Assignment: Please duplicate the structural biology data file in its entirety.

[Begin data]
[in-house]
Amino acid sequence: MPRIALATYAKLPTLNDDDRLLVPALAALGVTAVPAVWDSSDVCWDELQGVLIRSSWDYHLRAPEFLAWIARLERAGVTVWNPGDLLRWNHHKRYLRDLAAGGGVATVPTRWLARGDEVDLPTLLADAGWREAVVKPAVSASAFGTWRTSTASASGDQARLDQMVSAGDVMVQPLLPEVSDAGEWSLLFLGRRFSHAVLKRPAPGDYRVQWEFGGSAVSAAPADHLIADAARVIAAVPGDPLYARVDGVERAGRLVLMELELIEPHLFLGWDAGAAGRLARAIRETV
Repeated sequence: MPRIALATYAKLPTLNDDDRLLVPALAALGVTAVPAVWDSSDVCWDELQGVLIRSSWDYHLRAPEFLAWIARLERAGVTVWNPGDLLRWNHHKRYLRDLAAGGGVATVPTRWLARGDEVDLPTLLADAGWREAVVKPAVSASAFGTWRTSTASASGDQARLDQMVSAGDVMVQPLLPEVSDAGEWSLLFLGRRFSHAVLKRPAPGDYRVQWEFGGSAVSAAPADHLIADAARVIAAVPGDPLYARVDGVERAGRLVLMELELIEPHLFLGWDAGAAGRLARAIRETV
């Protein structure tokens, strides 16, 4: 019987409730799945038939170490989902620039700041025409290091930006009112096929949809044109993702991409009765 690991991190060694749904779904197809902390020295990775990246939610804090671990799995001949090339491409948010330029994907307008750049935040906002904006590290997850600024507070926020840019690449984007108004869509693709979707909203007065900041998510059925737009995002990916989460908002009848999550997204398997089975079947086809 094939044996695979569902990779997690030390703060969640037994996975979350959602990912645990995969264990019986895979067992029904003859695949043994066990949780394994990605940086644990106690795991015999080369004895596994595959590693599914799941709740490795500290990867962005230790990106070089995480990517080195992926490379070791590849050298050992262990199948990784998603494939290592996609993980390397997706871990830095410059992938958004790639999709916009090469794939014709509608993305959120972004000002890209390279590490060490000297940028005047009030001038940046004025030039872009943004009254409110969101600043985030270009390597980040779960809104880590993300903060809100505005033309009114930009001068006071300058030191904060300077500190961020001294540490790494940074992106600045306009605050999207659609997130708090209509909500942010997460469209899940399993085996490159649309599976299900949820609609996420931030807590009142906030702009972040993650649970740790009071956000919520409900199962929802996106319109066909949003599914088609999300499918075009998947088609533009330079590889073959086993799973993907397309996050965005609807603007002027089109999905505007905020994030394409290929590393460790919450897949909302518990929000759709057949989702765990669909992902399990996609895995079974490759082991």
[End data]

[in-house]
Amino acid sequence: MPRIALATYAKLPTLNDDDRLLVPALAALGVTAVPAVWDSSDVCWDELQGVLIRSSWDYHLRAPEFLAWIARLERAGVTVWNPGDLLRWNHHKRYLRDLAAGGGVATVPTRWLARGDEVDLPTLLADAGWREAVVKPAVSASAFGTWRTSTASASGDQARLDQMVSAGDVMVQPLLPEVSDAGEWSLLFLGRRFSHAVLKRPAPGDYRVQWEFGGSAVSAAPADHLIADAARVIAAVPGDPLYARVDGVERAGRLVLMELELIEPHLFLGWDAGAAGRLARAIRETV
Repeated sequence: MPRIALATYAKLPTLNDDDRLLVPALAALGVTAVPAVWDSSDVCWDELQGVLIRSSWDYHLRAPEFLAWIARLERAGVTVWNPGDLLRWNHHKRYLRDLAAGGGVATVPTRWLARGDEVDLPTLLADAGWREAVVKPAVSASAFGTWRTSTASASGDQARLDQMVSAGDVMVQPLLPEVSDAGEWSLLFLGRRFSHAVLKRPAPGDYRVQWEFGGSAVSAAPADHLIADAARVIAAVPGDPLYARVDGVERAGRLVLMELELIEPHLFLGWDAGAAGRLARAIRETV
């Protein structure tokens, strides 16, 4: 019987409730799945038939170490989902620039700041025409290091930006009112096929949809044109993702991409009765 690991991190060694749904779904197809902390020295990775990246939610804090671990799995001949090339491409948010330029994907307008750049935040906002904006590290997850600024507070926020840019690449984007108004869509693709979707909203007065900041998510059925737009995002990916989460908002009848999550997204398997089975079947086809 094939044996695979569902990779997690030390703060969640037994996975979350959602990912645990995969264990019986895979067992029904003859695949043994066990949780394994990605940086644990106690795991015999080369004895596994595959590693599914799941709740490795500290990867962005230790990106070089995480990517080195992926490379070791590849050298050992262990199948990784998603494939290592996609993980390397997706871990830095410059992938958004790639999709916009090469794939014709509608993305959120972004000002890209390279590490060490000297940028005047009030001038940046004025030039872009943004009254409110969101600043985030270009390597980040779960809104880590993300903060809100505005033309009114930009001068006071300058030191904060300077500190961020001294540490790494940074992106600045306009605050999207659609997130708090209509909500942010997460469209899940399993085996490159649309599976299900949820609609996420931030807590009142906030702009972040993650649970740790009071956000919520409900199962929802996106319109066909949003599914088609999300499918075009998947088609533009330079590889073959086993799973993907397309996050965005609807603007002027089109999905505007905020994030394409290929590393460790919450897949909302518990929000759709057949989702765990669909992902399990996609895995079974490759082991």